Money and Motherhood: An Interview with Ashley Keimach



Children are expensive. According to the U.S. Department of Agriculture, families spend more than $200,000 to raise a child before the age of 17. Financial planning is essential for the modern family, which is why I had to interview Ashley Keimach to gather insight on how to create a successful financial plan to prepare for a growing family.


Ashley is a new mother who prioritized financial planning with her husband before her son was born. Although she has always desired to be a mother, becoming a Stay-at-Home mom was not in her plan book. Fortunately, she and her husband planned well and are able to maintain financial stability on one income. To learn more about her financial journey during motherhood, check out our interview below!

What general money tips do you have for Stay-at-Home Moms?

The most important tips I think all Stay-at-Home Moms should consider is to

  • (1) Save Save Save and

  • (2) Find a side hustle to generate extra income.

When my husband and I got serious about saving money, we found that our lives became way less stressful. Instead of freaking out about unexpected expenses or out of the blue emergencies, we knew we had a nest egg to keep us afloat. This type of security makes it easier to relax and be present with your family instead of stressing out about the uncertainty of the future.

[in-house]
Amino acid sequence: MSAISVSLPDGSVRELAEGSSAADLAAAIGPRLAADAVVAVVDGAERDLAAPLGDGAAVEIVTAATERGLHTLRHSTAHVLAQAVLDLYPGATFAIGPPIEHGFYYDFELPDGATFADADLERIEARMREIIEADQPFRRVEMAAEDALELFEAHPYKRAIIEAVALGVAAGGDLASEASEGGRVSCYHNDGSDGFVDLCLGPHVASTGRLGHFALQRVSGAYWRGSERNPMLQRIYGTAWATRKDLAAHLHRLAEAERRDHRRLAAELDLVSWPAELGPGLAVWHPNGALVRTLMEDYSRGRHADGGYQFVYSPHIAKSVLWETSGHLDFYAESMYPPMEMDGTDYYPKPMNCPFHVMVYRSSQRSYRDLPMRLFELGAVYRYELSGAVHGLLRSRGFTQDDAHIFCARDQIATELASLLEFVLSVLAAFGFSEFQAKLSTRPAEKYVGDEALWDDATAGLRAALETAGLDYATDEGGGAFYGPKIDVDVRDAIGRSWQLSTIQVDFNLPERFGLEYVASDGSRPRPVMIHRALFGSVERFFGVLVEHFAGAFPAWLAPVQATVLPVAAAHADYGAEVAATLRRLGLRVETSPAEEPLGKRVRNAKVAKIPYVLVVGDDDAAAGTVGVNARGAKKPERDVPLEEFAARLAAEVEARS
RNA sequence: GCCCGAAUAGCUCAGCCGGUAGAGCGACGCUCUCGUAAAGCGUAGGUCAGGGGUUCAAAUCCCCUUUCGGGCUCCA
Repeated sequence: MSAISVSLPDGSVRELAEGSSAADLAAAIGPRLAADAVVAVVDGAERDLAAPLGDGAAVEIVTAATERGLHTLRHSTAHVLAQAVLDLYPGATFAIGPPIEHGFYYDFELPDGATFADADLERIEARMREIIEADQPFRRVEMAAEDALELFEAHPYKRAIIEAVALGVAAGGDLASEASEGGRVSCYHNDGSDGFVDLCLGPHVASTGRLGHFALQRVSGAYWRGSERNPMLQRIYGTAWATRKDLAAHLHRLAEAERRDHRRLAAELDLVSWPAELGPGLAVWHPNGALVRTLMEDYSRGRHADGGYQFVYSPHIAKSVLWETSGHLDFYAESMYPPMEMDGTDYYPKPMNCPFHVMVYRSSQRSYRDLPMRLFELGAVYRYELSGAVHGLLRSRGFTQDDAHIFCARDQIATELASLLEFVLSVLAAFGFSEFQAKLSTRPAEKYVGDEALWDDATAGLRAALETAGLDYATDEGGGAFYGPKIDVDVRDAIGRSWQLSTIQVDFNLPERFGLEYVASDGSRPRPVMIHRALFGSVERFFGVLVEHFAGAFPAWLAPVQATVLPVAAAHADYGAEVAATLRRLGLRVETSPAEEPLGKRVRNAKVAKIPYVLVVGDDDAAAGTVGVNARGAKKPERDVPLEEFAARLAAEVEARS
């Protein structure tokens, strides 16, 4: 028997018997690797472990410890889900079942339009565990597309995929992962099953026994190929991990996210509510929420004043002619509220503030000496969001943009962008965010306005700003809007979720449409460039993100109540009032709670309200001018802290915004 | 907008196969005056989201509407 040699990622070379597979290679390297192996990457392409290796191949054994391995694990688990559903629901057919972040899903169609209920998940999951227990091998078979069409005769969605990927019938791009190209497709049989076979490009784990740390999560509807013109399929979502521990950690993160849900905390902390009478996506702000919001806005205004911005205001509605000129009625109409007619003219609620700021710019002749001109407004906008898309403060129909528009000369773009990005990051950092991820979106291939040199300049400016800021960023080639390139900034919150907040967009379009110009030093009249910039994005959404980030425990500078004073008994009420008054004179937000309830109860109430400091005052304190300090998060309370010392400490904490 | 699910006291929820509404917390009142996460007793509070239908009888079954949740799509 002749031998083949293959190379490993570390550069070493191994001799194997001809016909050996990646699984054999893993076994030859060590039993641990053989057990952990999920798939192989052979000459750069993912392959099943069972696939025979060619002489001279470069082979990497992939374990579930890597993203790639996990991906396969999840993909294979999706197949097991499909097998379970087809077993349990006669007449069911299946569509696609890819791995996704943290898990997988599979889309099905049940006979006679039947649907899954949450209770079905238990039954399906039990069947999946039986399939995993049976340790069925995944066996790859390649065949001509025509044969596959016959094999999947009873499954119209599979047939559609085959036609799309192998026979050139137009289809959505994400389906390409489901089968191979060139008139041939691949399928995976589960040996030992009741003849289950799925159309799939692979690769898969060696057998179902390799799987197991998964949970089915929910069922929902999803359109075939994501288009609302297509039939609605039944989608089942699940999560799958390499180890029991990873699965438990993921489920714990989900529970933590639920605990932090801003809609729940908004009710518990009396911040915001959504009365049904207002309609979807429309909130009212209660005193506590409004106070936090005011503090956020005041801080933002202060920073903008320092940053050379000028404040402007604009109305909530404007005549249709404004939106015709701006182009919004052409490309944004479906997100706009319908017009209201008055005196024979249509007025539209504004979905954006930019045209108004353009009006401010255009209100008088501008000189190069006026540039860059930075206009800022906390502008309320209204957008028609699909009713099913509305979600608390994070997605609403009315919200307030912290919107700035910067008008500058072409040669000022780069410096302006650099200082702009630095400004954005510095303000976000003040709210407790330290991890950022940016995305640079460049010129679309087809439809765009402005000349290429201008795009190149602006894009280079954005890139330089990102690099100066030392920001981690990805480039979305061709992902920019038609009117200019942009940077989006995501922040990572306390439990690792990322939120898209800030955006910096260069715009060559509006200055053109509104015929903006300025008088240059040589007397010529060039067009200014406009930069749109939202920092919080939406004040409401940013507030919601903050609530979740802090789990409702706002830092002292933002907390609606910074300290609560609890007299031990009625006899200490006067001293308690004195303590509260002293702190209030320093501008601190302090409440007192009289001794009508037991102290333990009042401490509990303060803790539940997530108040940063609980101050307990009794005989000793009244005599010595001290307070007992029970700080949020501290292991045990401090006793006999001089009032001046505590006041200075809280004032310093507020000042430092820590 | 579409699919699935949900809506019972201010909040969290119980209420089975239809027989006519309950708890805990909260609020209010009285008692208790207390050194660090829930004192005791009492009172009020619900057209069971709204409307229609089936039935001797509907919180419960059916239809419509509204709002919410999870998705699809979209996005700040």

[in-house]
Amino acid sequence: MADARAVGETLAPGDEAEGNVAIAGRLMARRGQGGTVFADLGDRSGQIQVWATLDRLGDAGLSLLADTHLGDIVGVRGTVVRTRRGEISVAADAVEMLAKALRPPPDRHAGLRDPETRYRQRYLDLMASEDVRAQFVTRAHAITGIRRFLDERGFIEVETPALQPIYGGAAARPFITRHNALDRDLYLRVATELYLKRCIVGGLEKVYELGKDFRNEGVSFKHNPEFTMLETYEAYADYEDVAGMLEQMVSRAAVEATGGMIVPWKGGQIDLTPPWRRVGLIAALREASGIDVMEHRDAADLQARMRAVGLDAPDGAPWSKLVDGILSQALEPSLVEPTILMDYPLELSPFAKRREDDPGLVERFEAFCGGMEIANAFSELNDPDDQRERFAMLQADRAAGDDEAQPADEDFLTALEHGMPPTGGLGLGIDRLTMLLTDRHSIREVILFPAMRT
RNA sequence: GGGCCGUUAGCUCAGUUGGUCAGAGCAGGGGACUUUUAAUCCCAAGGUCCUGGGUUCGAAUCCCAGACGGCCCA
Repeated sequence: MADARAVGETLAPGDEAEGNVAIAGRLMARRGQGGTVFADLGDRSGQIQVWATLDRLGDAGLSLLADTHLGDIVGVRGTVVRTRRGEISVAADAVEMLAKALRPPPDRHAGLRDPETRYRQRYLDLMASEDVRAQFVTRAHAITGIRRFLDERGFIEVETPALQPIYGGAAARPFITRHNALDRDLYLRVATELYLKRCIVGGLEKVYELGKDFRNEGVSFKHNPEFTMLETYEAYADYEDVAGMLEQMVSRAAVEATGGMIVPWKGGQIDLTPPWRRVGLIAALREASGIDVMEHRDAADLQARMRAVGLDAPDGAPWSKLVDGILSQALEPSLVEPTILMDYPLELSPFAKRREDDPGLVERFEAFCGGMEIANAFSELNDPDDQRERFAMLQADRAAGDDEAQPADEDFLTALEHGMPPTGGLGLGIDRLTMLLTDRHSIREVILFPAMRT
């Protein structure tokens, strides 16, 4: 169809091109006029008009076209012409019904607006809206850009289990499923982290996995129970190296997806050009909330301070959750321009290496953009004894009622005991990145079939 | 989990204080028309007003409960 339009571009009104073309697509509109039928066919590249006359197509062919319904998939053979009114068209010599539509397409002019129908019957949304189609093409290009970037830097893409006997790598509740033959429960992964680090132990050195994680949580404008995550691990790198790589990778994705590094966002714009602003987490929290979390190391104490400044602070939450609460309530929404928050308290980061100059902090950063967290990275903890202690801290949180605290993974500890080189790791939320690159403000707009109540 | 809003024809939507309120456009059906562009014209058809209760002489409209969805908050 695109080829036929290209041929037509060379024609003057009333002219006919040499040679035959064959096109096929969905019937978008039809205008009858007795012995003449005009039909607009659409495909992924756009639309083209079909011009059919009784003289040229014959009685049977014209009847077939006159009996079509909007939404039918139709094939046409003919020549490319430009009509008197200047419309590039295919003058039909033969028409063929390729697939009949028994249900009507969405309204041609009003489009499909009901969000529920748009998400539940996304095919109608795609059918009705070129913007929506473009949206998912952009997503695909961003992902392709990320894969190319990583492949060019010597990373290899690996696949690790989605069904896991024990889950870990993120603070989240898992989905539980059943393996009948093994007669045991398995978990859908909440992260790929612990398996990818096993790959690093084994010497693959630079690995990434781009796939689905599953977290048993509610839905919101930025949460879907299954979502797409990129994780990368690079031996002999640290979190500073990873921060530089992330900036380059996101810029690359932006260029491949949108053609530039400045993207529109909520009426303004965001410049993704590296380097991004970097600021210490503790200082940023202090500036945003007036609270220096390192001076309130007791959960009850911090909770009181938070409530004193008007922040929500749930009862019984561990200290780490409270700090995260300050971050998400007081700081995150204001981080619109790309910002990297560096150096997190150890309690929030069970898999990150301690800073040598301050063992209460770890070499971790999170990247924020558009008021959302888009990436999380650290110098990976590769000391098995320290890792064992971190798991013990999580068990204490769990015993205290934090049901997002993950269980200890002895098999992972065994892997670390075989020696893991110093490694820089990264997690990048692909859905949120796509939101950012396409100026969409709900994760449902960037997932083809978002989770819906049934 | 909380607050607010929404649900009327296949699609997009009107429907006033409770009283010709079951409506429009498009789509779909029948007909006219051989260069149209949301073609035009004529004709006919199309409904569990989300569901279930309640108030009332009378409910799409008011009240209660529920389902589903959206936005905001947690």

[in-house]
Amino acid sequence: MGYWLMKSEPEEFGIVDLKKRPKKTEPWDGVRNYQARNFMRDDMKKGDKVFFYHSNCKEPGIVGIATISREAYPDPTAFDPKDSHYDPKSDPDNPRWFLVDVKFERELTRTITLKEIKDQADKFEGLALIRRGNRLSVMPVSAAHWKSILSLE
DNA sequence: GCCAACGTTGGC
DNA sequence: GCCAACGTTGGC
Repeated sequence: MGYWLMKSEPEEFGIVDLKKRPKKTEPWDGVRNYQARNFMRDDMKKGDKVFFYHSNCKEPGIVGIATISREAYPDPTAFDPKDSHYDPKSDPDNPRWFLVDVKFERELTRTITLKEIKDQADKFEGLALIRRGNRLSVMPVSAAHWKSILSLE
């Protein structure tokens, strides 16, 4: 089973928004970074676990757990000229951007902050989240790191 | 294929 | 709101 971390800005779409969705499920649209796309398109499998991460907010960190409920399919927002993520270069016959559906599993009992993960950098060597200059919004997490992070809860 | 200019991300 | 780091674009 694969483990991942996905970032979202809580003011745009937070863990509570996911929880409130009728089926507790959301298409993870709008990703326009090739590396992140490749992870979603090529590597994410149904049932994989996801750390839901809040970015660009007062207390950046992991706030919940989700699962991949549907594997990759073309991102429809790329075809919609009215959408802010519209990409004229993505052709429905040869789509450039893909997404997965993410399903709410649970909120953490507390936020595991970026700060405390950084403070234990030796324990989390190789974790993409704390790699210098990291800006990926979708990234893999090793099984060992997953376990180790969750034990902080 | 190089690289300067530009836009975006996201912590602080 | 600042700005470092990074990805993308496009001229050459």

On that note, having a side hustle also eases the pressure of having to be so strict with your budget. I find that when I am unsuccessful with sticking to my budget it’s usually because I didn’t allocate enough cash to our “fun fund” and I end up feeling restricted. A great remedy to this issue is increasing our income by way of adding a side hustle. Any money derived from side hustles gets funneled into our “fun fund” and it allows us to have spontaneous spending moments.


How do you save for retirement on one income?

Right now, we are relying primarily on my husband’s employee sponsored retirement account to fund our future. We also have a Roth IRA account we contribute money towards. Our goal in the immediate future is to increase how much we allocate towards our Roth IRA account.


How are you all financial planning for your children’s future?

We have not begun contributing funds towards our son’s future yet; however, we plan to contribute money towards a separate Roth IRA account that will be transferred to our son when he is of age. We are also setting up a savings account for him with the intention of matching 25 cents on the dollar for whatever he saves up until he graduates college. It’s an ambitious goal but it is a great challenge to keep us on our savings game and to encourage him to set money aside.


What side hustles, if any, have been most profitable for you as a Stay at Home Mom?

The most profitable side hustle I’ve had since becoming a stay at home mom is writing and editing. It’s a great way to keep my skills sharp while also adding additional income to our budget.


How do you allocate funds to make sure mom has spending money for personal care, entertainment and other “mommy time” necessities?